Unfortunately, stem cells are very expensive to make and maintain, although they represent a limitless supply of resources for studying diseases if we have the proper supplies to keep reprogramming and growing them. In order to continue with our research, we need bioengineering supplies.
We've been able to successfully reprogram several patient's skin cells into stem cells. The next step is to continue turning the disease specific stem cells into heart cells and compare them to our healthy stem cell-derived heart cells. For this, we need transcription factors, media, nutrient supplements, and antibodies.
We also need materials to continue reprogramming the rest of the skin samples that we've already received from the family of patients. This will help us to continue studying CPVT and to discover whether the newest family member will need a defibrillator implanted for managing the arrhythmias caused by this disease.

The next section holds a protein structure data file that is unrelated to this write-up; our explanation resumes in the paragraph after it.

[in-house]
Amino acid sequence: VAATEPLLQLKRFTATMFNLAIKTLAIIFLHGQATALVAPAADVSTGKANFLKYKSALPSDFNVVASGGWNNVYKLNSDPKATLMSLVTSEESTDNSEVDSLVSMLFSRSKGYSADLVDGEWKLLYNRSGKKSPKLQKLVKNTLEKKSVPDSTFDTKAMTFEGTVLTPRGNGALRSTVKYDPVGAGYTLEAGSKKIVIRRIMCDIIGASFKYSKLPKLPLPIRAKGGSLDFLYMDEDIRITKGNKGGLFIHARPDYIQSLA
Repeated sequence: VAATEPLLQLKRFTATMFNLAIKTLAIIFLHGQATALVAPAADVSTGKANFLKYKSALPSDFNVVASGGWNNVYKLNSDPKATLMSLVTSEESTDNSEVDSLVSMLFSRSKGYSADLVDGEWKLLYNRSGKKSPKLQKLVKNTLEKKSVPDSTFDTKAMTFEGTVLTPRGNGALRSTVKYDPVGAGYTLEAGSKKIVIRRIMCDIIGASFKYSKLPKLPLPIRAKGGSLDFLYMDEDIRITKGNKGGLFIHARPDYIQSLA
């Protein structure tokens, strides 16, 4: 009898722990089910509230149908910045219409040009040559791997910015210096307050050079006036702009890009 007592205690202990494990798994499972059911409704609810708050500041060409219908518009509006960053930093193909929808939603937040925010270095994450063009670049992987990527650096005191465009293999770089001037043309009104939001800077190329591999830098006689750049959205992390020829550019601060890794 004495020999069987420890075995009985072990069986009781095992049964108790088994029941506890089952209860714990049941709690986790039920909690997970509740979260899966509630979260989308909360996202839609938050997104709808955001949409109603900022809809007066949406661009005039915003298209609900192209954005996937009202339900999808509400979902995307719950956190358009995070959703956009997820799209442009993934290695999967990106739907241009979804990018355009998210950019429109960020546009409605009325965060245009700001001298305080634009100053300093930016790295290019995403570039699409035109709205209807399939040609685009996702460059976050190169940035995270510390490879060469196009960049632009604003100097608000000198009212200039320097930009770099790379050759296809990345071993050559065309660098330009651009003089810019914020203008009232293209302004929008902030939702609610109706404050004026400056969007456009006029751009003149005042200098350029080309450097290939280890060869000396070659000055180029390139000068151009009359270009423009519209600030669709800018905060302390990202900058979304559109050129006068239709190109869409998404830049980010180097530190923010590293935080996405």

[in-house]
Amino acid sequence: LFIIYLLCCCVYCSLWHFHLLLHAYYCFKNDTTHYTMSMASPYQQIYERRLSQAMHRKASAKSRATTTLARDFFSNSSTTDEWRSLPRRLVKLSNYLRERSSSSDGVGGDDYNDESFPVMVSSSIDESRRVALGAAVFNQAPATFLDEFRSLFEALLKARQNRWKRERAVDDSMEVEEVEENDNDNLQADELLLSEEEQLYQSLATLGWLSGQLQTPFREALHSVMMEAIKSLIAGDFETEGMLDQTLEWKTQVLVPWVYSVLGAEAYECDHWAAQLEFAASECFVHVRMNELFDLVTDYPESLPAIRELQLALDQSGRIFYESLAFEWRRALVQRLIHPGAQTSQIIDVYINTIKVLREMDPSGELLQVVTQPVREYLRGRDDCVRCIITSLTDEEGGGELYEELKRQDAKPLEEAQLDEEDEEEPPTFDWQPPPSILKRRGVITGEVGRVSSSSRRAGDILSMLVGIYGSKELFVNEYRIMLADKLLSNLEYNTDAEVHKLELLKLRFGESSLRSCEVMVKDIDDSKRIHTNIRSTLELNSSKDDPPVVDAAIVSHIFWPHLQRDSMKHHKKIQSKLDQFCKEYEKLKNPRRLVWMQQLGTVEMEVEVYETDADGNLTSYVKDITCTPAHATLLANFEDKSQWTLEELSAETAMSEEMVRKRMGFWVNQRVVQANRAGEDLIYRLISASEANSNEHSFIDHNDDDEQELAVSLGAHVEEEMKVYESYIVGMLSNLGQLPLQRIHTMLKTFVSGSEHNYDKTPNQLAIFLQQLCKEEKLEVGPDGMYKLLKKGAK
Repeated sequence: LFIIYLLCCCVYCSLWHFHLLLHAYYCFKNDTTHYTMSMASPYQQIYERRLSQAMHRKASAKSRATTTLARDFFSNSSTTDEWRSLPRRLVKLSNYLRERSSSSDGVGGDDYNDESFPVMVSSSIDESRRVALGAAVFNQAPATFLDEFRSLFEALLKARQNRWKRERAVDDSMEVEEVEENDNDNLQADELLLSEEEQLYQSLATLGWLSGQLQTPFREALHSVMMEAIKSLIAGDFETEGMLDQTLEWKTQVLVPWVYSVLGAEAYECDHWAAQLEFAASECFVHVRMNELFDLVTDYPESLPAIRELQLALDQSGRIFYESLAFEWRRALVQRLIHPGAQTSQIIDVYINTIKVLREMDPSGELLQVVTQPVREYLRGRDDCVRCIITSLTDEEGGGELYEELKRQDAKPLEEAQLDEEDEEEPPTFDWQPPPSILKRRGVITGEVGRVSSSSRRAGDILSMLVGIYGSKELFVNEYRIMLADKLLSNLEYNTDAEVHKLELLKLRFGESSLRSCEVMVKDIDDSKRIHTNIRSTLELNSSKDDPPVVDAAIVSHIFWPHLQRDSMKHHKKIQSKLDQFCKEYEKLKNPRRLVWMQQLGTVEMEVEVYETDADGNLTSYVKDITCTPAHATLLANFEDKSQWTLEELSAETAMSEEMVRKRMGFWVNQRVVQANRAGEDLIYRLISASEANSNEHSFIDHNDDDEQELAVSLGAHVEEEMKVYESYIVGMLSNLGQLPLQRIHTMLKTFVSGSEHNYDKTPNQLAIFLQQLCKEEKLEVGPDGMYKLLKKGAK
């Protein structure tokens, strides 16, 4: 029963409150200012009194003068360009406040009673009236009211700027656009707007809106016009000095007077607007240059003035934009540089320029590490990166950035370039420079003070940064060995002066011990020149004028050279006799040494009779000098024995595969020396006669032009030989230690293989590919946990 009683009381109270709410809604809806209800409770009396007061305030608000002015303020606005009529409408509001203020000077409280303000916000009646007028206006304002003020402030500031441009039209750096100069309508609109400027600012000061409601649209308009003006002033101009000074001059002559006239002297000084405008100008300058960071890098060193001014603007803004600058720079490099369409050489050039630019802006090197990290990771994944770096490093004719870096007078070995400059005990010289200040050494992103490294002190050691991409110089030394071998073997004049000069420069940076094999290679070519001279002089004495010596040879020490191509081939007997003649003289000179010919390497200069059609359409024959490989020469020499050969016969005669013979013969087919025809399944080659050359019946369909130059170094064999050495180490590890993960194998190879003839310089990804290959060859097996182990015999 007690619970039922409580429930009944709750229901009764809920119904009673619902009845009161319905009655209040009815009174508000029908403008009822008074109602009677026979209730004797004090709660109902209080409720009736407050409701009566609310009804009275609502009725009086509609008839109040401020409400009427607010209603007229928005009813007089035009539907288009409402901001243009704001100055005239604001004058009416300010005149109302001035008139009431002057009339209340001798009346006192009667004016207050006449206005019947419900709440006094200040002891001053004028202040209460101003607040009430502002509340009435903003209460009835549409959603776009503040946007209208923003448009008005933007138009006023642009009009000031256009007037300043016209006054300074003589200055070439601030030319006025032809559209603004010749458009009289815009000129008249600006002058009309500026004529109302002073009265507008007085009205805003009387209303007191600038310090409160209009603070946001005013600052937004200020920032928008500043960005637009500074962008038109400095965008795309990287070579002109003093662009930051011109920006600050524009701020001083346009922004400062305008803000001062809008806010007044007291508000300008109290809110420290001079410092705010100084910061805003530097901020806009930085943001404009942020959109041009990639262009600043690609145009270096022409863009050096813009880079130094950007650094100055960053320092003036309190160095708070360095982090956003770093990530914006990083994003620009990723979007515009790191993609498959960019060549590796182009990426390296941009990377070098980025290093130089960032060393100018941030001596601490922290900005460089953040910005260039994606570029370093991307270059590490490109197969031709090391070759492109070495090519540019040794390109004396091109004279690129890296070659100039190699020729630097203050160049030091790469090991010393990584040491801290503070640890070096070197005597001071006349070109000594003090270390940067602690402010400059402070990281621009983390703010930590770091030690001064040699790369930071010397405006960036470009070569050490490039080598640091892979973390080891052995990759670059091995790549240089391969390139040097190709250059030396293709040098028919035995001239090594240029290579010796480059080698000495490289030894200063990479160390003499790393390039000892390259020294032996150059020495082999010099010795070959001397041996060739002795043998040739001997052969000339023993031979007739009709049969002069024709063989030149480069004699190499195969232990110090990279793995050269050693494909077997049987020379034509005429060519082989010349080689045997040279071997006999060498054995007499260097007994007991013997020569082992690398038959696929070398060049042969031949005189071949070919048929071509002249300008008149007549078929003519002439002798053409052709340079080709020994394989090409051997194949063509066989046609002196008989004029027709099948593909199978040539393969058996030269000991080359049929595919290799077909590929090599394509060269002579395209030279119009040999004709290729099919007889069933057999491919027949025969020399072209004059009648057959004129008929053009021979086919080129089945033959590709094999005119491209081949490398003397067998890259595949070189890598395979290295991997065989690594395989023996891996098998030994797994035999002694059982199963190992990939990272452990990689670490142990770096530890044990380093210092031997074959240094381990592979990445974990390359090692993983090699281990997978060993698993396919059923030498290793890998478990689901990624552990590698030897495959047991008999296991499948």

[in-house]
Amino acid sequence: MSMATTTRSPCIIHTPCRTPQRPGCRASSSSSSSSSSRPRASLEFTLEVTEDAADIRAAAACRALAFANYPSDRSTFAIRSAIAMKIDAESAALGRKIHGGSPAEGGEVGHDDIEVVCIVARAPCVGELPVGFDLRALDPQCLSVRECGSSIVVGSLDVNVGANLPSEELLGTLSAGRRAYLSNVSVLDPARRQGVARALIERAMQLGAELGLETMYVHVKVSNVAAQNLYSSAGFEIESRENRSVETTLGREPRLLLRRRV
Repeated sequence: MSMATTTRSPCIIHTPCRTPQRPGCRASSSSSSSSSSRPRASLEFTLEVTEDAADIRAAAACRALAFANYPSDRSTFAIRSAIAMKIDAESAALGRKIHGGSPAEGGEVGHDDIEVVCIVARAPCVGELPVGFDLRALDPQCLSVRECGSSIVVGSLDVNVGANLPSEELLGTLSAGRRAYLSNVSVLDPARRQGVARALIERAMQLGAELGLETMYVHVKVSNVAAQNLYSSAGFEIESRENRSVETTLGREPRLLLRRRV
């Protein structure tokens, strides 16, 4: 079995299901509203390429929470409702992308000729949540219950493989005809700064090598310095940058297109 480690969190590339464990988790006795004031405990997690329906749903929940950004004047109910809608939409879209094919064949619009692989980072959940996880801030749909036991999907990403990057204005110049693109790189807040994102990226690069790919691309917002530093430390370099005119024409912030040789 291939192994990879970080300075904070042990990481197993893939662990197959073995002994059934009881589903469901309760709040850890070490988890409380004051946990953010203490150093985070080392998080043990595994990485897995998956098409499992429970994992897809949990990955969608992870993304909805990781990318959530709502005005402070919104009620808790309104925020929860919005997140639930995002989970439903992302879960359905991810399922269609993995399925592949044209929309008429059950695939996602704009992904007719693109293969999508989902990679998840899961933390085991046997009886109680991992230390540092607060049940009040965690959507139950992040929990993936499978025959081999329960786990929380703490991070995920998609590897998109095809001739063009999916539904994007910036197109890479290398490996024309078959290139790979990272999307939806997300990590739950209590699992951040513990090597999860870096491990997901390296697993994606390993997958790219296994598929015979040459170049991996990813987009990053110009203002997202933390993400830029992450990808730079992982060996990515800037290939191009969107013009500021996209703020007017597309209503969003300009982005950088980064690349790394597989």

The total budget for this project is $9,000.
We are in the process of reprogramming cells from patients diagnosed with CPVT. In order to continue our work, we need to have several cell lineages (one for each patient). That means that we need several round of materials to reprogram the skin cells into stem cells. These materials alone will cost $2,000 in order to reprogram all of the family's samples. Once we've reprogrammed a line, we also need to turn the new stem cells into heart cells. This will cost an additional $1,000 overall.
In order to compare the diseased lines with the healthy ones that we have already created, we use qRT-PCR, Western Blots, and immunohistology staining. All of these techniques require antibodies that are both heart specific and ones that are specific for the areas that we are targeting as specific for the disease, which will cost $2,000 altogether.
In order to make the cells necessary for our research, we need special media and nutrient supplements for each cell type. These expenses make up the bulk of our need currently, and will cost $4,000.